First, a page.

Sometime this year, possibly June, or even in 2017, Britain will make its most important decision post-war — whether to leave or remain as a member of the European Union.
Whether you like it or not the campaign has begun, and with it this blog; where each week I will review and analyse the events in the campaign and talk about the issues that matter to you, hoping to engage ‘us’, the younger generation into a vote that will affect all of our lives.
Monday was a day of personal slip-ups from the ‘In Campaign’. The Campaign leader of ‘Britain stronger in the EU’ Lord Rose forgot the correct name of his organisation three times. Though, I do wonder how much impact these mistakes will make on the result. In truth, very little. The press may love to create satirical headlines over these mistakes but to the public they scarcely matter; all they’re worth is a little laugh. Nevertheless they do add momentum to backbench MPs and campaigners, going from street to street. They raise spirits for the opposite side. Remember Ed Balls failing to remember the full name of any businessmen he had met that night, on Newsnight? The effect that had on the polls was non-existent but it did make the Tory camp that little bit happier than team Labour — something vital in a campaign that we expect to be very close.
What became evident this week was how voters are tired of living under the effects of negotiated laws with Brussels that are foisted on them. The feeling of a need for change is high among voters. The question is: will that change come with David Cameron’s renegotiation with Europe (the renegotiation soon to be announced — read next week’s blog ) or will the country still feel the need to leave the EU to gain the changes wanted.
Fear was a big factor in the Yes Campaign’s defeat in Scotland. Voters realised this fear when they came face-to-face with the ballot paper — something that we need to take into account when reading the polls. Fear is a dangerous campaign tool. For the In Campaign they run the risk of appearing pessimistic, employing scaremongering and being unpatriotic to voters. This is why it’s vital for them to be advocating their fear argument not through Brussels bureaucrats but through British politicians, liked and trusted by the public (yes, there are some like that out there, would you believe it?).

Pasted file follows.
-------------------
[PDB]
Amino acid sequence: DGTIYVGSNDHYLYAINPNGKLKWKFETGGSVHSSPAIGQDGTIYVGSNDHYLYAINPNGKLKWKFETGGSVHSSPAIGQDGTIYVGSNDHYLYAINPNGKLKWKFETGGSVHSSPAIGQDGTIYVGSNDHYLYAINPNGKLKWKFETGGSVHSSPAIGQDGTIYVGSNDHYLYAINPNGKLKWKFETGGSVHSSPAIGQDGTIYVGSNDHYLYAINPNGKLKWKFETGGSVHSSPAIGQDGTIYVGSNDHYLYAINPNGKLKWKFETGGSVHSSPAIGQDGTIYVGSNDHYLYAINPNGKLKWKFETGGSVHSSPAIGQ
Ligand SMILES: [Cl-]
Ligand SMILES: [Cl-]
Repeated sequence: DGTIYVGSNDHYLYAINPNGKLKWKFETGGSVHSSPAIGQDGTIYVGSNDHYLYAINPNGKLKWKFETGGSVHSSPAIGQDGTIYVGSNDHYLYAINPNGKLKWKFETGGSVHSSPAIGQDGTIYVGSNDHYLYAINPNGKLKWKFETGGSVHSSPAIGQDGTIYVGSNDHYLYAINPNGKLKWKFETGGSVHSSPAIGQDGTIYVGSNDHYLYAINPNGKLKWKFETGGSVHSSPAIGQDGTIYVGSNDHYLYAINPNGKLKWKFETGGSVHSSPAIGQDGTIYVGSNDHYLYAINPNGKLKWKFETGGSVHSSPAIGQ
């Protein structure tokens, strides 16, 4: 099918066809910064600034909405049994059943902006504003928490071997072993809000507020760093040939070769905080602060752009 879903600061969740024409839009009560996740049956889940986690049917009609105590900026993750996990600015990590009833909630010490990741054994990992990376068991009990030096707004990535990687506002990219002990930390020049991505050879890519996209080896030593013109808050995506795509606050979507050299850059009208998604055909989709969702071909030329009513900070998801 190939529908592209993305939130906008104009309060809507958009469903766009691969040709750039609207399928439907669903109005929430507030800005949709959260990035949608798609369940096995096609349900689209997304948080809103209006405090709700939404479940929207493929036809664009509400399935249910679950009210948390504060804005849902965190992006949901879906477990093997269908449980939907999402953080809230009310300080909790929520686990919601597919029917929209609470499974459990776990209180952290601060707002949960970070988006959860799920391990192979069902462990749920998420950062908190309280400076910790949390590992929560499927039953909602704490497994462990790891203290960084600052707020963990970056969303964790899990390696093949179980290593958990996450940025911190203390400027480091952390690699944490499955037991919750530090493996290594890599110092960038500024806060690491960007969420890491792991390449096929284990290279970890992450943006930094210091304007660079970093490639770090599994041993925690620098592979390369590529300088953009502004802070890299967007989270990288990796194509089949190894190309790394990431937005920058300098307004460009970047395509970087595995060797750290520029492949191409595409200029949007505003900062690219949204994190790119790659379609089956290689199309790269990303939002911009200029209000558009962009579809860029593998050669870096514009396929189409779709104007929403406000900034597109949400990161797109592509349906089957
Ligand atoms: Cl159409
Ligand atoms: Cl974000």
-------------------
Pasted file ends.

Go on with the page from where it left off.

The two campaigns are fighting over politicians who are currently sat on the fence; for example, Boris Johnson, a keen Eurosceptic but at the moment wary of stepping out of government line with a possible top cabinet job on the cards after May — something that would support his leadership credentials — is one of them. It is so important for the Out Campaign to gain people like Boris Johnson, to make voters believe in the largely unpredictable — what would happen if we did leave? The electorate are more likely to believe Boris Johnson over trade statistics than George Osborne, even though both sides have probably fabricated them in some way. The addition of Boris to a team will add energy and that all important momentum needed in such a lengthy campaign.
It may seem ludicrous to be campaigning over a referendum that we don’t even know when it will be. But I hope that this campaign will captivate both the youth, the older public and everybody else too.
Us, the youth, a voting category that is usually dismissed as unimportant in an election campaign could swing this decision. The government may seem to have blocked the House of Lords, Lib Dem, Labour and SNP plans to lower the voting age to 16, but we do still have a voice. A voice that will determine the future of Britain. We have been given that voice through the beauty of democracy: lets not waste this chance to truly decide our future.
Whichever way we vote in the referendum, our relationship with Europe will be changed forever. The question now is how much change Britain will want? And are we ready for it?